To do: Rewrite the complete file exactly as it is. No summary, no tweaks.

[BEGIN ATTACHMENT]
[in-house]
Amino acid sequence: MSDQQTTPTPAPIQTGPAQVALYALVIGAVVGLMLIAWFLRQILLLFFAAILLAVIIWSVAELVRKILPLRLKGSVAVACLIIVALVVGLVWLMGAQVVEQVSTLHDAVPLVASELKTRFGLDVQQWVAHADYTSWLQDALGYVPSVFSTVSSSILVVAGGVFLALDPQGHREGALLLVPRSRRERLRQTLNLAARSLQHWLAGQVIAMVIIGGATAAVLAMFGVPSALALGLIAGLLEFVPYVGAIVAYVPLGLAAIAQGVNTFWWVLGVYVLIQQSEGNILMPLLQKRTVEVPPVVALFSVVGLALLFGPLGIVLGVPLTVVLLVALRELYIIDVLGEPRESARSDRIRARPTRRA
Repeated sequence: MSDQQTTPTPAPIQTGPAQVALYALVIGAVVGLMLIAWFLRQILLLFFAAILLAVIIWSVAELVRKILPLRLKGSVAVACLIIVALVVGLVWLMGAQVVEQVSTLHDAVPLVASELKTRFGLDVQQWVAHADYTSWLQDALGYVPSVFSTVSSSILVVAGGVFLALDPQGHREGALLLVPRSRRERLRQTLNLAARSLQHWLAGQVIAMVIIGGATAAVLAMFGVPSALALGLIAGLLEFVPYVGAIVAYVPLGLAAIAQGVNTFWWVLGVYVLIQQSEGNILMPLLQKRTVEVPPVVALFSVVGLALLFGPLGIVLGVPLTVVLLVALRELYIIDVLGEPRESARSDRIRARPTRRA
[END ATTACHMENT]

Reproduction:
[in-house]
Amino acid sequence: MSDQQTTPTPAPIQTGPAQVALYALVIGAVVGLMLIAWFLRQILLLFFAAILLAVIIWSVAELVRKILPLRLKGSVAVACLIIVALVVGLVWLMGAQVVEQVSTLHDAVPLVASELKTRFGLDVQQWVAHADYTSWLQDALGYVPSVFSTVSSSILVVAGGVFLALDPQGHREGALLLVPRSRRERLRQTLNLAARSLQHWLAGQVIAMVIIGGATAAVLAMFGVPSALALGLIAGLLEFVPYVGAIVAYVPLGLAAIAQGVNTFWWVLGVYVLIQQSEGNILMPLLQKRTVEVPPVVALFSVVGLALLFGPLGIVLGVPLTVVLLVALRELYIIDVLGEPRESARSDRIRARPTRRA
Repeated sequence: MSDQQTTPTPAPIQTGPAQVALYALVIGAVVGLMLIAWFLRQILLLFFAAILLAVIIWSVAELVRKILPLRLKGSVAVACLIIVALVVGLVWLMGAQVVEQVSTLHDAVPLVASELKTRFGLDVQQWVAHADYTSWLQDALGYVPSVFSTVSSSILVVAGGVFLALDPQGHREGALLLVPRSRRERLRQTLNLAARSLQHWLAGQVIAMVIIGGATAAVLAMFGVPSALALGLIAGLLEFVPYVGAIVAYVPLGLAAIAQGVNTFWWVLGVYVLIQQSEGNILMPLLQKRTVEVPPVVALFSVVGLALLFGPLGIVLGVPLTVVLLVALRELYIIDVLGEPRESARSDRIRARPTRRA